Acupuncture & Generalized Anxiety Syndrome (GAS)
abstracted & translated by
Honora Lee Wolfe, L.Ac., FNAAOM (USA)
Keywords: Chinese medicine, acupuncture, psychiatry, generalized anxiety syndrome (GAS)
On page 44 of issue #1, 2005 of Tian Jin Zhong Yi Yao (Tianjin Chinese Medicine & Medicinals), Wang Zhi-ling et al. of the An Ding Hospital in Tianjin published an article titled, “Clinical Observations on the Acupuncture Treatment of Generalized Anxiety Syndrome.” A summary of this article’s main points is presented below.
Sixty-five patients in all were enrolled in this two-wing comparative study. All were seen as either out-patients in the acupuncture department or as in-patients at the authors’ hospital. These 65 patients were randomly divided into two groups, a treatment group which received acupuncture and a comparison group which received Western medicine. There were 35 patients in the treatment group and 30 patients in the comparison group. In terms of sex, age, and disease condition, there was no marked statistical difference between these two groups (P , 0.05). Diagnostic criteria for GAS were based on the CCMD-3, the Chinese equivalent to the DSM-IV. In addition, all patients had an SAS score of more than 50. This is a commonly used psychiatric rating scale for anxiety. Patients with organic brain disease or serious systemic disease were excluded from this study.
All members of the treatment group received acupuncture at the following main points:
Yin Tang (M-HN-3)
Bai Hui (GV 20)
Nei Guan (Per 6)
Shen Men (Ht 7)
Dan Zhong (CV 17)
San Yin Jiao (Sp 6)
Additions and subtractions to this list were based following each patient’s symptoms. After obtaining the qi, even supplementing-even draining hand technique was used. Needles were retained for 30 minutes, after which they were removed. Then the following points were needled:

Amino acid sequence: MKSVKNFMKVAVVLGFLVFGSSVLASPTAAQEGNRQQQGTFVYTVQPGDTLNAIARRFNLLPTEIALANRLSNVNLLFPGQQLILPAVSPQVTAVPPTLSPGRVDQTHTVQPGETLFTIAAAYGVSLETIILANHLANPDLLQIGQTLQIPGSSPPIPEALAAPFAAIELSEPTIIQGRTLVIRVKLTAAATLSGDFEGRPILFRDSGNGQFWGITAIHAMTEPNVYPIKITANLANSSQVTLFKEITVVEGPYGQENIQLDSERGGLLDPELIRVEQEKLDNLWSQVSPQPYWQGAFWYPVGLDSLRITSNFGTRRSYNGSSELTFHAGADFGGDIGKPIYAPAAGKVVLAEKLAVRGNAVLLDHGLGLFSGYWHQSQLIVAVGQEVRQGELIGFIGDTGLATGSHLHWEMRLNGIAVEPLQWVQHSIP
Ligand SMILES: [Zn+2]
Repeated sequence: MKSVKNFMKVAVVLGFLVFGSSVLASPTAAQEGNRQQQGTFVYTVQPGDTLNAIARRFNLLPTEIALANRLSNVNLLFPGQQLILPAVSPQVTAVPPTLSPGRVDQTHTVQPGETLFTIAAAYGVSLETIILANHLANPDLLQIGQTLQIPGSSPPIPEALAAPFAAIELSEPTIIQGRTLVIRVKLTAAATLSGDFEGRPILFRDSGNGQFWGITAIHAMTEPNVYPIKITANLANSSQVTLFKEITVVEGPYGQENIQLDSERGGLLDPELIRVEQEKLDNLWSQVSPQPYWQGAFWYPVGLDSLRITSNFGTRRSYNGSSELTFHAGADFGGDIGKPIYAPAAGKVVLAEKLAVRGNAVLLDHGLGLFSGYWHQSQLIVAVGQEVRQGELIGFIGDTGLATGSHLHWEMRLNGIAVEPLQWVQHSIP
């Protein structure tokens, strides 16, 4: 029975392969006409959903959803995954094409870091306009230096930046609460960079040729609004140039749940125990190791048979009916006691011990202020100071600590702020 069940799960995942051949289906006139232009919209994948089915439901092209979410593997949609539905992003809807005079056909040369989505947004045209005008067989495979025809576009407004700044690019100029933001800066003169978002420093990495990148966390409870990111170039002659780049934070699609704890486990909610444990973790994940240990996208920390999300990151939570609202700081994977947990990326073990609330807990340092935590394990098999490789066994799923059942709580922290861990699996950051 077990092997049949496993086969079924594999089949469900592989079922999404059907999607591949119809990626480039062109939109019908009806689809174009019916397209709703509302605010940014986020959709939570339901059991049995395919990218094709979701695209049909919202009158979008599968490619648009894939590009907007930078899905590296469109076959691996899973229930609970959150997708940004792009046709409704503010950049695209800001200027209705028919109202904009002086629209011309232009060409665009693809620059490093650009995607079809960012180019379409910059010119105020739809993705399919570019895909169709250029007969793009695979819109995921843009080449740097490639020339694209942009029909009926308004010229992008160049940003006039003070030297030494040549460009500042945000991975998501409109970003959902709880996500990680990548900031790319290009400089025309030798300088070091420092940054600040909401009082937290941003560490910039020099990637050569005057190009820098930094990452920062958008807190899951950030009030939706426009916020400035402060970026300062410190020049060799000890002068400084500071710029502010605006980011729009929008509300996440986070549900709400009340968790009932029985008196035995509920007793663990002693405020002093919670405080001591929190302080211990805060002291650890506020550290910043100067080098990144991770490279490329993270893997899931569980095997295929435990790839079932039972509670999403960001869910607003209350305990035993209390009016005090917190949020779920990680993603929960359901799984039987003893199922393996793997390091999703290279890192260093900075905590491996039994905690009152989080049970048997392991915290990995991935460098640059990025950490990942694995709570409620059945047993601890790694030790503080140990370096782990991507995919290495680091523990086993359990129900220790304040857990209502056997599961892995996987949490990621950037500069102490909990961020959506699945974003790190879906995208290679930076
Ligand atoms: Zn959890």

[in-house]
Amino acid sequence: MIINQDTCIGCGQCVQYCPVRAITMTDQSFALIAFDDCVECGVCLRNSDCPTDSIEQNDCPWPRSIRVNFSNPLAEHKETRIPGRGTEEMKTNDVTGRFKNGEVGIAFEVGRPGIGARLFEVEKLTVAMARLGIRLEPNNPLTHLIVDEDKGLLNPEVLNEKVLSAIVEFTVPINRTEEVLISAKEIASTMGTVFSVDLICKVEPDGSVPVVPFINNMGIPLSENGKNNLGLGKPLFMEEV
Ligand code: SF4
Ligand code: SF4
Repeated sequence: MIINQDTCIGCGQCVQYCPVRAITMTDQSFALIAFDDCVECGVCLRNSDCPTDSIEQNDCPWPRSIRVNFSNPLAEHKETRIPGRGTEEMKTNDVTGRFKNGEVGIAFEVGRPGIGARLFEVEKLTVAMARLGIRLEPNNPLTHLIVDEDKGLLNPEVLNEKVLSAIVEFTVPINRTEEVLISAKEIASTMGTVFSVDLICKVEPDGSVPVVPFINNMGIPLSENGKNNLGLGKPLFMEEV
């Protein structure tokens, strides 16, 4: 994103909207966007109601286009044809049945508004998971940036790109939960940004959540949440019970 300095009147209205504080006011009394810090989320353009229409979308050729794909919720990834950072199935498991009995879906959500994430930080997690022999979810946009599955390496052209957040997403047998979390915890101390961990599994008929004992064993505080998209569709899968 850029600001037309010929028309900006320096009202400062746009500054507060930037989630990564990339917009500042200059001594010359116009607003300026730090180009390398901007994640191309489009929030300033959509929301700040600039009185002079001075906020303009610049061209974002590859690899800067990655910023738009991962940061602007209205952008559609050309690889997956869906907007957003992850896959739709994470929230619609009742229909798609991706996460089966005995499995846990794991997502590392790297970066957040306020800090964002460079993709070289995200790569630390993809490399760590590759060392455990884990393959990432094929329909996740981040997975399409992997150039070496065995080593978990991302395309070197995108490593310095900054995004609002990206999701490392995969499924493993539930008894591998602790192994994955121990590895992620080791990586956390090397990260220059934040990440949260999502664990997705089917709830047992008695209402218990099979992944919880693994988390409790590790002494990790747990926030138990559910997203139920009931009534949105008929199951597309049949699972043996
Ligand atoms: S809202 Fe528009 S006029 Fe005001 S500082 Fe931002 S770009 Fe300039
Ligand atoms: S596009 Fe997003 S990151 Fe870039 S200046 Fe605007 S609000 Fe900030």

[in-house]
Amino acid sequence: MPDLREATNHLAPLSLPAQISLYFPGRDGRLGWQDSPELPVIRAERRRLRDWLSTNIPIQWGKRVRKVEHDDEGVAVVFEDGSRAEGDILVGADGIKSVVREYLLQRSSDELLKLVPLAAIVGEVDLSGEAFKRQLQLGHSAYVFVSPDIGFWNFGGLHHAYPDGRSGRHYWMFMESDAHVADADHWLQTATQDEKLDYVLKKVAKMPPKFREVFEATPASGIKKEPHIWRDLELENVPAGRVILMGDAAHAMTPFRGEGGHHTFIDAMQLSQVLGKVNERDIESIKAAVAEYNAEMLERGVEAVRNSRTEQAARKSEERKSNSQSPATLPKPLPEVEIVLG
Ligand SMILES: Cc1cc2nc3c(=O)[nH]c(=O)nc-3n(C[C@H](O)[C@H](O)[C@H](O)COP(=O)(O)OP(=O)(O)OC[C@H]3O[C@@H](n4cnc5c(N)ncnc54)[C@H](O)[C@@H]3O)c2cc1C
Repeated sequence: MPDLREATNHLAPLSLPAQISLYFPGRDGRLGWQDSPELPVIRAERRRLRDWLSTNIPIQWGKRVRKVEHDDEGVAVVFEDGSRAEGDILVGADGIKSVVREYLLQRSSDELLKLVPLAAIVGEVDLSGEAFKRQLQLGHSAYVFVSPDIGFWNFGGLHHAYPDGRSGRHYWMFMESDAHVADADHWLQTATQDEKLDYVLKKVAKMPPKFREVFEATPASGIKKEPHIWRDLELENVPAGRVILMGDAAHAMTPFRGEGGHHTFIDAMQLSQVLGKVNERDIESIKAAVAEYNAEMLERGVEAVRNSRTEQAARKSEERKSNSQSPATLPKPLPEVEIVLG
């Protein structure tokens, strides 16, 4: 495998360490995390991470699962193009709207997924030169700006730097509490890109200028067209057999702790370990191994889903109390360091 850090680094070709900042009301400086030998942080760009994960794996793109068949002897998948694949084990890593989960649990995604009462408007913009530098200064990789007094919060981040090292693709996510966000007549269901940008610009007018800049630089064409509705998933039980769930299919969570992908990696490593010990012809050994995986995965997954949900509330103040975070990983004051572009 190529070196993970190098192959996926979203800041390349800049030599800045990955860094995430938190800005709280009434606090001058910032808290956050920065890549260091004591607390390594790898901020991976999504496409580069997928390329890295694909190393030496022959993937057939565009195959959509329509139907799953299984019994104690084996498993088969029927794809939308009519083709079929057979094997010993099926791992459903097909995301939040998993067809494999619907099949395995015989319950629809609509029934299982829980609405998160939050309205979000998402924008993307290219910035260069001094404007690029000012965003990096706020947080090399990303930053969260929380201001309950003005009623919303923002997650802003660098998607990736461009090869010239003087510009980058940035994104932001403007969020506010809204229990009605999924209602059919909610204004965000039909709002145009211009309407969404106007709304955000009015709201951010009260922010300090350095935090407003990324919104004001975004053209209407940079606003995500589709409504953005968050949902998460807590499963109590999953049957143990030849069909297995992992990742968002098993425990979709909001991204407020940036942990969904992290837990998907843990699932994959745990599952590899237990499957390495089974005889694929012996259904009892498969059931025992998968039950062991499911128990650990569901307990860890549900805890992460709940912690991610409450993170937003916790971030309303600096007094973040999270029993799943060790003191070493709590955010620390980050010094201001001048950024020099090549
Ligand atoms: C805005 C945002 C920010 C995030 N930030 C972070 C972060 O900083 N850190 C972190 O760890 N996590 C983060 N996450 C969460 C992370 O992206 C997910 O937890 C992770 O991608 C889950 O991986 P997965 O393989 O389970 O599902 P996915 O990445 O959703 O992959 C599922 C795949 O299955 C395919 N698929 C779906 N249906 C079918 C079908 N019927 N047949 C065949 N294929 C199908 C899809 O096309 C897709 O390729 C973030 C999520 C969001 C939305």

Xin Shu (Bl 15)
Pi Shu (Bl 20)
Shen Shu (Bl 23)
After obtaining the qi at these points, the same hand technique was used. However, the needles were not retained. One treatment was given per day, with 30 treatments equaling one course of treatment.
All members of the comparison group received 0.5-2mg of alprazolam (Xanax®) BID or TID plus 20mg of a multivitamin TID or 10-20mg of propanolol (Inderal®) TID. These patients were also treated for a continuous 30 days.
Cure was defined as complete disappearance of all symptoms with a calm, stable mood. Marked effect was defined as basic resolution of symptoms but still some slight fluctuations in mood. Improvement was defined as improvement in symptoms with fluctuations in mood. No effect was defined as no improvement in symptoms and an unstable mood. The following table shows the outcomes of the two groups based on these criteria.
|Group||Number||Cured||Marked effect||Improve-ment||No effect||Total effect.|
|Treatment||35||12 (34.3%)||16 (45.7%)||5 (14.3%)||2 (6%)||94.3%|
|Comparison||30||8 (26.7%)||12 (40%)||5 (16.7%)||5 (16.7%)||83.3%|
This table shows that the acupuncture was more effective than the Western medical treatment (P , 0.05). The next table shows mean changes in SAS scores between the two groups.
|Group||Number||Before treatment||After treatment||t value||P value|
|Treatment||35||79.88 ” 6.32||33.26 ” 4.83||5.42||+ 0.01|
|Comparison||30||78.96 ” 5.98||39.31 ” 3.86||3.85||+ 0.01|
This table shows that, although mean SAS scores decreased in both groups, there was no marked statistical difference the decrease in mean scores between these two groups (P , 0.05).
Although Western medications for GAS typically get a speedy effect, their dosage often has to be increased to maintain this effect, and, as the Chinese authors of this study state, these Western medicines have a number of unwanted side effects when taken long-term. Whereas, the acupuncture protocol described above has no side effects. The purpose of the acupoints in the above protocol was to clear heat and open the orifices, regulate and repair of the qi mechanism, and calm the heart and quiet the spirit.
Copyright © Blue Poppy Press, 2005. All rights reserved.